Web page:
Holly Hilborn wants others to be aware of pet marijuana intoxication after her beloved pup, Lily, likely ate an edible off the ground at a Highlands Ranch park. Hilborn knew something wasn't right …
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Holly Hilborn wants others to be aware of pet marijuana intoxication after her beloved pup, Lily, likely ate an edible off the ground at a Highlands Ranch park.
Hilborn knew something wasn't right when her normally energetic, 2-year-old Labrador retriever was lethargic, having trouble standing and experiencing tremors and urine incontinence after a March 30 visit to Kistler Park, 9603 Burntwood Way.
They walk the loop regularly, but this time Hilborn's dog ate something off the ground, buried under the snow.
“She swallowed whatever it was so quickly, and eats things off the ground a lot,” Hilborn wrote in a March 31 post to the Highlands Ranch community on a Facebook page. “We didn't think much of it.”
That day Hilborn took her dog to VRCC, an emergency vet hospital in Englewood. A copy of the discharge summary provided to Colorado Community Media reads: “Based on Lily's clinical signs, we strongly suspect Lily got into marijuana or THC (the active ingredient).”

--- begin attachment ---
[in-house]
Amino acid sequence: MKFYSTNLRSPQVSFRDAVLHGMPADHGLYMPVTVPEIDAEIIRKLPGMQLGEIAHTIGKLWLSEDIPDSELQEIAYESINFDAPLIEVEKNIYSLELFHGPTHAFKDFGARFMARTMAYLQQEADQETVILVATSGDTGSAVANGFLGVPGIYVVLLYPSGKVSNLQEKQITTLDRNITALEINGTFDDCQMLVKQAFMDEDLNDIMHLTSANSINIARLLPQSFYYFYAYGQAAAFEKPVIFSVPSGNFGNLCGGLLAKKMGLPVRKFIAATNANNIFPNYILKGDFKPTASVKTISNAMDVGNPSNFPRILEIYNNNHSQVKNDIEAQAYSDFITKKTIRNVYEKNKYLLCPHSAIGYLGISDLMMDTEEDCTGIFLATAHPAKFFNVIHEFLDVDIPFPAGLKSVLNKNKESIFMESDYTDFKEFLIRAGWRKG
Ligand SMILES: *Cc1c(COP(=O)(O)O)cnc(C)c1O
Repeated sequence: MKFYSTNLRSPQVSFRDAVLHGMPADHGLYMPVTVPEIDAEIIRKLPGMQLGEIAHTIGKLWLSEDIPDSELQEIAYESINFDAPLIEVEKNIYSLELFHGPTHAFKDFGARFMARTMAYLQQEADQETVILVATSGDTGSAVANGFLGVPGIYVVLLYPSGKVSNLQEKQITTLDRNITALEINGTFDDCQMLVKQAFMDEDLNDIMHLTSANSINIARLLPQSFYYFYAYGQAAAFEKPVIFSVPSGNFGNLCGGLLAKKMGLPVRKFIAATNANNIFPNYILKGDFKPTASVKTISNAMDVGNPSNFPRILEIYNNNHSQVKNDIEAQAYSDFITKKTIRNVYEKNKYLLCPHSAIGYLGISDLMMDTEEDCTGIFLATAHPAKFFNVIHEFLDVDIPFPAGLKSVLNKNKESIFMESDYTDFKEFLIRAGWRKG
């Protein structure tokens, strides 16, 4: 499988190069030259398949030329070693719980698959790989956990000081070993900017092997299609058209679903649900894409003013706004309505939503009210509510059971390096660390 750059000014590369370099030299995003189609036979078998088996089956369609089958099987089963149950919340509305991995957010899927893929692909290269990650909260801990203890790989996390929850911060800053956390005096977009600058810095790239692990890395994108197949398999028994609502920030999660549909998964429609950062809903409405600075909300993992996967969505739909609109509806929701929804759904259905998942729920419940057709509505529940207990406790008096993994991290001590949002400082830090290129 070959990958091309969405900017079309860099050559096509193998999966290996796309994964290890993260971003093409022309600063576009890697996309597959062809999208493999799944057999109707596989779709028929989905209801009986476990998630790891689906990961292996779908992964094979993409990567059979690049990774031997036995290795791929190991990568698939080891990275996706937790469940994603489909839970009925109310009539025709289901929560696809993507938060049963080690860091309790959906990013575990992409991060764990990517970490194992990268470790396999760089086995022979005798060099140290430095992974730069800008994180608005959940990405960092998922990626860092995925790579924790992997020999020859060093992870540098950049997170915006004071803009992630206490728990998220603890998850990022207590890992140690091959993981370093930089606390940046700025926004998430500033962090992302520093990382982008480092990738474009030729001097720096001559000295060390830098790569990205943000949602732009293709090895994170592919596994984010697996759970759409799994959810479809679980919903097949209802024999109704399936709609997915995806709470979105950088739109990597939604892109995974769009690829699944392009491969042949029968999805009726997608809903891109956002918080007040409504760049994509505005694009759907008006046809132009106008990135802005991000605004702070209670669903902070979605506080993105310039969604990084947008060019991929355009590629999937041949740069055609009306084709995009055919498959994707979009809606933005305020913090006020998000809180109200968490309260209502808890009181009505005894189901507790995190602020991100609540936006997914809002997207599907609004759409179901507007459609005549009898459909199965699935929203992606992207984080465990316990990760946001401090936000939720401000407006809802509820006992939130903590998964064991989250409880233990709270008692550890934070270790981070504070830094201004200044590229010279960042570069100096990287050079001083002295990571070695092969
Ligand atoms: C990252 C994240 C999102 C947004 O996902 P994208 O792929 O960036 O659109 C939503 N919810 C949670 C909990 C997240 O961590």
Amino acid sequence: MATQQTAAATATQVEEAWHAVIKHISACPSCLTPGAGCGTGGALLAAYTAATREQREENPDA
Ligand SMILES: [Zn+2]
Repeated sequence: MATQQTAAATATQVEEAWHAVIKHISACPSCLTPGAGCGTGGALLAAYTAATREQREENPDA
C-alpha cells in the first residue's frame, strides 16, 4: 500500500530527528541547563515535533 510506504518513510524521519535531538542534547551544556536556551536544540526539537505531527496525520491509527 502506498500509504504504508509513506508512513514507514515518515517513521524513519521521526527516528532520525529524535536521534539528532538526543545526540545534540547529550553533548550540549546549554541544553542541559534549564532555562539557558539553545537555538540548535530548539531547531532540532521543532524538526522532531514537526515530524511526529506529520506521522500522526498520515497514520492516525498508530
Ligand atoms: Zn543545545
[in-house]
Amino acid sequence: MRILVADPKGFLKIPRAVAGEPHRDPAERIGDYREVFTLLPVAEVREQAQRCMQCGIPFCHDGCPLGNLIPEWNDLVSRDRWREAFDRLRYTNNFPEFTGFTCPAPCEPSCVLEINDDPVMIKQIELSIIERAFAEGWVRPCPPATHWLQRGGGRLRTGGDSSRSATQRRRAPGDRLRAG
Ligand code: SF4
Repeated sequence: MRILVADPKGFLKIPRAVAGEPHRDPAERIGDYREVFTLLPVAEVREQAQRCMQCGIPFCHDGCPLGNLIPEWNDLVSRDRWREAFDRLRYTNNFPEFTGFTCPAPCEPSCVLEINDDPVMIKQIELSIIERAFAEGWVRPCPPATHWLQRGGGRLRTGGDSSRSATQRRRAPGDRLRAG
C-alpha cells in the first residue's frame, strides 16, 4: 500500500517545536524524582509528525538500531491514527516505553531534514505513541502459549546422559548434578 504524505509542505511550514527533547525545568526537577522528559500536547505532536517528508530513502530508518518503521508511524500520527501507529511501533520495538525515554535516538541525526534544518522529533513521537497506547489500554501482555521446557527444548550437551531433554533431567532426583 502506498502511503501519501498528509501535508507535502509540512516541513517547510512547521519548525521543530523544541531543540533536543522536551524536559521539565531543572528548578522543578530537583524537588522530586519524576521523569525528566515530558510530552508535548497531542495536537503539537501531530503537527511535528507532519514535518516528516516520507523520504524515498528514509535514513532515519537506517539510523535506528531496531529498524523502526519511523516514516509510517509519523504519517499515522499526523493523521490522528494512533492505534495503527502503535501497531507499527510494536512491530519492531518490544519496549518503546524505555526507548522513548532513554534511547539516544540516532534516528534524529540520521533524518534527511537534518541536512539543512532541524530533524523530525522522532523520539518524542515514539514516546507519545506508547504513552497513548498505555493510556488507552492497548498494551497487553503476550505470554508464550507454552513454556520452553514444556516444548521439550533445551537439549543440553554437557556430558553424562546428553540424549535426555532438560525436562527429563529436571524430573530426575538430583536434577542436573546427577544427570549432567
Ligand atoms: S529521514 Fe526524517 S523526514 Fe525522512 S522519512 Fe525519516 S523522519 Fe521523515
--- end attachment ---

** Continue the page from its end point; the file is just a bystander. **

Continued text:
Hilborn left the vet frustrated, angry, she said. She and her husband, who both work in the health care industry, never use marijuana, she said.
Her dog — which made a full recovery — started experiencing symptoms pointing to marijuana intoxication two hours after the walk at the park, Hilborn said. Other symptoms in pets can be dilated pupils or glazed-over eyes, a dazed expression, difficulty walking and vomiting, according to Pet Poison Helpline, www.petpoisonhelpline.com.
The helpline has seen a 448 percent increase in marijuana cases since the substance was legalized in several states, according to its website.
Signs of toxicity can occur anywhere from five minutes to 12 hours after the animal is exposed to marijuana and last 30 minutes to several days, depending on the dose ingested, according to the helpline.
Local officials say Hilborn's experience is isolated.
The Highlands Ranch Metro District, which owns Kistler Park, hasn't heard of any experiences like Hilborn's happening at its 26 parks in the community, according to Kari Larese, community relations coordinator.
Sgt. Jeff Miller said that to the best of his knowledge, the Douglas County Sheriff's Office has not heard of similar incidents happening.
Most of the residents who commented on Hilborn's Facebook post were empathetic — some even noted similar experiences with their pets. A few shared their support for CBD oil, a cannabis product without the same psychoactive component as marijuana that is said to help ailments in pets.
Hilborn's advice for others:
"If you or your family enjoy edibles please keep them responsibly in your home so our pets and children are not at risk of being significantly injured from a simple walk around the park,” she wrote.
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